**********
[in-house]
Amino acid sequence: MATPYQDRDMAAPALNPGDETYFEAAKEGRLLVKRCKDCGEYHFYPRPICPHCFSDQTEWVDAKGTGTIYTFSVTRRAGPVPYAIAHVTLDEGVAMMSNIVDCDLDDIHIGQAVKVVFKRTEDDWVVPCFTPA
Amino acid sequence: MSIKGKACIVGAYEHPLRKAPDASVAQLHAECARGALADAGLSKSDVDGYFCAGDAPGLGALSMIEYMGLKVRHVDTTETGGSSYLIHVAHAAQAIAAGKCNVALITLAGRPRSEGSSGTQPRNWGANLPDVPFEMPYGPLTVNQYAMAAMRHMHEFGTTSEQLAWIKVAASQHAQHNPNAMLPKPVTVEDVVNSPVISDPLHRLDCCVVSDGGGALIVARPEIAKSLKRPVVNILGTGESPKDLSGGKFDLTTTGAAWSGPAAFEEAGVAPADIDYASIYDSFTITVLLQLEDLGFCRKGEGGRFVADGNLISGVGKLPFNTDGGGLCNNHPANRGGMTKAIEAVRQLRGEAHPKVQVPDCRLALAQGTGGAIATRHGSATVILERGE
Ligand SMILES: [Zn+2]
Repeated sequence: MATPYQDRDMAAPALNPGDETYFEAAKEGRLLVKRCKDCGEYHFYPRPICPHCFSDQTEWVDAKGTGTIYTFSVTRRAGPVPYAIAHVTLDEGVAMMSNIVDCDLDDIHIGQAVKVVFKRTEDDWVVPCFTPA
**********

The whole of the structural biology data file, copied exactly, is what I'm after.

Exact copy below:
[in-house]
Amino acid sequence: MATPYQDRDMAAPALNPGDETYFEAAKEGRLLVKRCKDCGEYHFYPRPICPHCFSDQTEWVDAKGTGTIYTFSVTRRAGPVPYAIAHVTLDEGVAMMSNIVDCDLDDIHIGQAVKVVFKRTEDDWVVPCFTPA
Amino acid sequence: MSIKGKACIVGAYEHPLRKAPDASVAQLHAECARGALADAGLSKSDVDGYFCAGDAPGLGALSMIEYMGLKVRHVDTTETGGSSYLIHVAHAAQAIAAGKCNVALITLAGRPRSEGSSGTQPRNWGANLPDVPFEMPYGPLTVNQYAMAAMRHMHEFGTTSEQLAWIKVAASQHAQHNPNAMLPKPVTVEDVVNSPVISDPLHRLDCCVVSDGGGALIVARPEIAKSLKRPVVNILGTGESPKDLSGGKFDLTTTGAAWSGPAAFEEAGVAPADIDYASIYDSFTITVLLQLEDLGFCRKGEGGRFVADGNLISGVGKLPFNTDGGGLCNNHPANRGGMTKAIEAVRQLRGEAHPKVQVPDCRLALAQGTGGAIATRHGSATVILERGE
Ligand SMILES: [Zn+2]
Repeated sequence: MATPYQDRDMAAPALNPGDETYFEAAKEGRLLVKRCKDCGEYHFYPRPICPHCFSDQTEWVDAKGTGTIYTFSVTRRAGPVPYAIAHVTLDEGVAMMSNIVDCDLDDIHIGQAVKVVFKRTEDDWVVPCFTPA